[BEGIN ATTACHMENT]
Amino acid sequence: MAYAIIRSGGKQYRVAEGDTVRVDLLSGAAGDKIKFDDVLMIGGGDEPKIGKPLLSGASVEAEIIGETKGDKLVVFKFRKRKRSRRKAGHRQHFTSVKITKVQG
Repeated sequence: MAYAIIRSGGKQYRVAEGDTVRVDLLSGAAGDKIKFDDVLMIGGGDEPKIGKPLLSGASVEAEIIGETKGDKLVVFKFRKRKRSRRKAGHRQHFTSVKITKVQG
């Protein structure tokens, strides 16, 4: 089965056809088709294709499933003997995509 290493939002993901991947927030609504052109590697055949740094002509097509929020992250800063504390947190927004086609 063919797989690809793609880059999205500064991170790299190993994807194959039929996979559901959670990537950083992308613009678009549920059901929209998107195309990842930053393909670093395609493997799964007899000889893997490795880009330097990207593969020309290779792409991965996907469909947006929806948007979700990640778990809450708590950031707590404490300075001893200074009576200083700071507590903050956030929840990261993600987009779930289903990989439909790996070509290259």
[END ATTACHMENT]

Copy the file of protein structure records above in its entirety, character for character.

Amino acid sequence: MAYAIIRSGGKQYRVAEGDTVRVDLLSGAAGDKIKFDDVLMIGGGDEPKIGKPLLSGASVEAEIIGETKGDKLVVFKFRKRKRSRRKAGHRQHFTSVKITKVQG
Repeated sequence: MAYAIIRSGGKQYRVAEGDTVRVDLLSGAAGDKIKFDDVLMIGGGDEPKIGKPLLSGASVEAEIIGETKGDKLVVFKFRKRKRSRRKAGHRQHFTSVKITKVQG
């Protein structure tokens, strides 16, 4: 089965056809088709294709499933003997995509 290493939002993901991947927030609504052109590697055949740094002509097509929020992250800063504390947190927004086609 063919797989690809793609880059999205500064991170790299190993994807194959039929996979559901959670990537950083992308613009678009549920059901929209998107195309990842930053393909670093395609493997799964007899000889893997490795880009330097990207593969020309290779792409991965996907469909947006929806948007979700990640778990809450708590950031707590404490300075001893200074009576200083700071507590903050956030929840990261993600987009779930289903990989439909790996070509290259």